The global economic climate is at its brightest since 2007, but there may be trouble ahead, according to the latest quarterly World Economic Survey by the International Chamber of Commerce (ICC) and the Munich-based Ifo Institute for Economic Research.
Topping last quarter's four-year high, the ICC/Ifo world climate indicator reached 107.7 points in April, far above its 1995-2010 average of 96.9. The figure, based on a survey of more than 1,000 economists in 120 countries, combines respondents' increasingly positive appraisals of their countries' economic situation with their outlook for the next six months, which has dipped slightly while remaining confident.
Despite its overall optimism, the report highlights marked regional variations, and factors that could upset further global economic recovery in the next six months. Public budget deficits were top on the experts' list of urgent problems, ahead of high inflation and unemployment.
ICC Secretary General Jean-Guy Carrier said: "The ICC/Ifo findings are an encouraging sign that the global economy is still recovering. But they also show growing anxiety about public deficits that have built up since the financial crisis. And if governments struggling to reduce their debts resort to increasing protectionism - there's a real danger that further global economic recovery could stall. Governments must work together and encourage a multilateral trading system that can allow the global economy to continue regaining strength."
With short and long-term interest rates expected to rise, the report said stronger tightening of monetary policy is likely in most of the countries surveyed. Emerging economies such as China, Turkey and some Latin American countries are particularly concerned by high inflation as prices soar. Survey respondents from Brazil were especially worried that their strong currency could lead to a loss of competitiveness or a process of deindustrialization. On average, worldwide consumer prices are expected to rise by 3.8 percent over the year, up from 3.4 percent forecast in early 2011.
"The upswing of the world economy continues, but one should nevertheless be aware of the risks," said Gernot Nerb, Ifo director of business surveys. "Downward risks for positive development have gained weight during the last months. If downside risks do not materialize, this could be a sustainable track for the world economy."
Among the risks that could hit the world economy in the next six months, pushing it off the road to recovery, the ICC/Ifo report cited excessive international capital movements and potential oil price shocks driven by tensions in supply.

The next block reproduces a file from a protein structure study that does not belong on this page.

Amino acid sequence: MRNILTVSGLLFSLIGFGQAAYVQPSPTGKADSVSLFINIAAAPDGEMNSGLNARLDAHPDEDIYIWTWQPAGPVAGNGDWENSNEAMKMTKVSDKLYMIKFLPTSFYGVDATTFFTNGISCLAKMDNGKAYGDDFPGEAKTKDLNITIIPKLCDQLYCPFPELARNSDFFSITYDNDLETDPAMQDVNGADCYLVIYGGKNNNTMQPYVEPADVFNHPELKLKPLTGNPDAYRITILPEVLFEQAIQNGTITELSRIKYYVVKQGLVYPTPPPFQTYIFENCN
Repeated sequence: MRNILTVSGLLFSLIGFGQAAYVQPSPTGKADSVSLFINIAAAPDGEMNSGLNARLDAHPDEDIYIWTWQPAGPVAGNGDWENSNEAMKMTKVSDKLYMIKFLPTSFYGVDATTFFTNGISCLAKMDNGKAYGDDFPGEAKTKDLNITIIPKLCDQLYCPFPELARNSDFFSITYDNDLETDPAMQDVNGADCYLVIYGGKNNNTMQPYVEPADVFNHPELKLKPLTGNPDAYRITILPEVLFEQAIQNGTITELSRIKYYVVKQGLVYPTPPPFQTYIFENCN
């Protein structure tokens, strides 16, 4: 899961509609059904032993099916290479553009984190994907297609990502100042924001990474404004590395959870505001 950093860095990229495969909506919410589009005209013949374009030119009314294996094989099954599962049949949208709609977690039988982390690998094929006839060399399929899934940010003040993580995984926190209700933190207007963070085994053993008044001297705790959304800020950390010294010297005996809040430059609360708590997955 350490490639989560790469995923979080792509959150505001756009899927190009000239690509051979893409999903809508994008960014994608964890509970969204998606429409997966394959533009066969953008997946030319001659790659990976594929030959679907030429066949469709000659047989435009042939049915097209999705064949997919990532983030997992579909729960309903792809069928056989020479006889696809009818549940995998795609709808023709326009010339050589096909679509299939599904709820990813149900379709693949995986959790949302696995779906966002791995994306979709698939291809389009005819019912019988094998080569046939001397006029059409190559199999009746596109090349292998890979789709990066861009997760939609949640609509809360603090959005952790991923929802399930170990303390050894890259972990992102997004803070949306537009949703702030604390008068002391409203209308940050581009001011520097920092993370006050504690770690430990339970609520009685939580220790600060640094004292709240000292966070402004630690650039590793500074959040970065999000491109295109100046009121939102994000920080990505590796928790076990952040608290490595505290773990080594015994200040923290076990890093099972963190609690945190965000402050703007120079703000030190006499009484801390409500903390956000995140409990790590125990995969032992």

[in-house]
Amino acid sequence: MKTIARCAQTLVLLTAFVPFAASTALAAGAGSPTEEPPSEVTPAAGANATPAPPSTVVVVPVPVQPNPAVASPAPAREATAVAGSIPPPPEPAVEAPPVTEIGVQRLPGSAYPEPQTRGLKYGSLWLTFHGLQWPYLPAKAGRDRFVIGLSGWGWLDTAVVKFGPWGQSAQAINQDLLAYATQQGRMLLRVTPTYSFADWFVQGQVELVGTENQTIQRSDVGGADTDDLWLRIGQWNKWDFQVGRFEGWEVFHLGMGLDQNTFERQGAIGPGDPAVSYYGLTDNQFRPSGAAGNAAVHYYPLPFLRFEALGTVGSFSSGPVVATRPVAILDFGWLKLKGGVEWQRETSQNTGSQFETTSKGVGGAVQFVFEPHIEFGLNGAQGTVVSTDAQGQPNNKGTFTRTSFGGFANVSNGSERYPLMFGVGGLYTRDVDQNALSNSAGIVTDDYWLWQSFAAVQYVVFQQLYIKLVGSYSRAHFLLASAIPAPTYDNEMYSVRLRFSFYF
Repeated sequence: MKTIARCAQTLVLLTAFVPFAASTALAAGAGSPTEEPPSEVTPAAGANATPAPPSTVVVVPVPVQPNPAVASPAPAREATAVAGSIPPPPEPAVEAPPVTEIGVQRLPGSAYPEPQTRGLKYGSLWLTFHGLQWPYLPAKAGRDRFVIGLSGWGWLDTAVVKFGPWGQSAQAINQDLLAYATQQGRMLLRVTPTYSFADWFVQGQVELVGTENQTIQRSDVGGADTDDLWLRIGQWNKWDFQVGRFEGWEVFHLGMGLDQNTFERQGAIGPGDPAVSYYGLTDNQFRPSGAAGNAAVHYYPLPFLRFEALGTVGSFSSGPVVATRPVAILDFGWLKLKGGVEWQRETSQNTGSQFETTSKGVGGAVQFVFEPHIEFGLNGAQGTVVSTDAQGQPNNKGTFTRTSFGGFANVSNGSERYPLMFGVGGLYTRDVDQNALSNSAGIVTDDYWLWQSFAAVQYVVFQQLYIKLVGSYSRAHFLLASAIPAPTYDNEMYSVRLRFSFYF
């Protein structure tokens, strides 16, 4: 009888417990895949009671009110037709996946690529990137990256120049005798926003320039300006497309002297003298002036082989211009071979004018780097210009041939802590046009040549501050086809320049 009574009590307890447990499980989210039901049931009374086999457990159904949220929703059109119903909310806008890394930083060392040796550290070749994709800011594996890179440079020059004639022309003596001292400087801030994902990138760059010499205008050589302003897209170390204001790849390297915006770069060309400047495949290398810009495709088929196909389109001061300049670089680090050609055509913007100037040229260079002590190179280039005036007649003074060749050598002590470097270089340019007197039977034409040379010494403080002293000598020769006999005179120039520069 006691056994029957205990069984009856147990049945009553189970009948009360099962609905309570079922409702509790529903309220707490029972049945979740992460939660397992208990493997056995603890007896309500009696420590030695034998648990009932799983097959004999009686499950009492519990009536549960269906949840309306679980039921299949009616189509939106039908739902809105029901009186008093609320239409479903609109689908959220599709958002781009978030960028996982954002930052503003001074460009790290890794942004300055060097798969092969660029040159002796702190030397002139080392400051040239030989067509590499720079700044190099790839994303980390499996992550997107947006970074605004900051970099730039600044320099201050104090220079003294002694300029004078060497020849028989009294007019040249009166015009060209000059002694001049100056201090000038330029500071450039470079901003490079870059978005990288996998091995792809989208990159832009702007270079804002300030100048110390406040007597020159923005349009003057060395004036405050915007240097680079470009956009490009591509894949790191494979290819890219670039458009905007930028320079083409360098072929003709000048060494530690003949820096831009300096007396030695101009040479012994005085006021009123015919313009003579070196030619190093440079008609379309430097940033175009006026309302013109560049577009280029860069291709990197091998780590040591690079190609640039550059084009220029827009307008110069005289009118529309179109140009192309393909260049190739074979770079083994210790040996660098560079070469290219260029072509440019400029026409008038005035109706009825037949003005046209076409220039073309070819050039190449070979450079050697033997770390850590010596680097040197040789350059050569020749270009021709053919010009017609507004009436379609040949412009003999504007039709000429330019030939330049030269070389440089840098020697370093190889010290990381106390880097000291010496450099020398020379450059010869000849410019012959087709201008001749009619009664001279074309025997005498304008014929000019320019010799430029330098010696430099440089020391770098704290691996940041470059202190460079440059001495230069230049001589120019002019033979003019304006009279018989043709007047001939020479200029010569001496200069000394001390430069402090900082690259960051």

World economic growth is expected to reach 3.2 percent in 2011, up slightly on last year's level. Experts cite the main growth engines as China, India and certain Latin American countries such as Peru and Argentina. In North America, waning optimism for the next six months dampened the overall economic climate slightly. But indications are still above their long-term average, and experts predict a strong rebound in employment in the U.S., as the pronounced imbalance between recent productivity growth and reluctant hiring is redressed. In Asia, although the economic climate remains brighter than average, the survey shows deterioration in both economic situation and six-month expectations. The picture is particularly favorable in Hong Kong, India, Indonesia, Singapore and South Korea, whereas Japan's economists are pessimistic following its tsunami, earthquake and nuclear disaster. In China, experts are cautious about future economic development. They expect capital expenditures and growth in private consumption and exports to weaken over the next six months. Most expect trade surplus to decrease, and almost one in 10 predict a trade deficit. But they say China's key economic problem is inflation, as in most Asian countries.
Positive assessments in Europe boosted the world's overall economic ratings. In Western Europe, with a pending crisis in the euro-zone, outlook for the coming six months weakened but remains confident. The situation varies widely within the euro-zone, with Germany, Austria and Finland faring particularly well, and Portugal, Ireland, Greece and Spain struggling. Eastern Europe shows signs that economic recovery could gain momentum over the course of 2011.
Elsewhere, Australia is outpacing New Zealand. The economic climate is moderate in the Commonwealth of Independent States countries. Considerable improvements were noted in Israel, Kuwait and Saudi Arabia. The uprisings in the Arab world have brought turmoil to economies and employment, but outlooks are optimistic. In Africa there is no clear economic trend.
While the yen is considered overvalued, the report's economic experts thought the US dollar, the British pound and the euro were appropriately valued.
In answer to a special question - "Should the business community urge the G20 forum to reduce global economic imbalances, promote regulatory convergence and combat corruption, in order to encourage greater economic growth?" - at least two-thirds of the 1,107 economists said yes.
About two-thirds of the North American economists surveyed support a stronger G20 role in redressing global economic imbalances, a figure that reaches at least 75 percent in all other regions. Around 90 percent of respondents worldwide agreed on encouraging the promotion of regulatory convergence.
Economists in Africa, the Near East and Latin America showed strong support for the G20 to engage with the private sector to strengthen corporate efforts in combating corruption.
Source: International Chamber of Commerce
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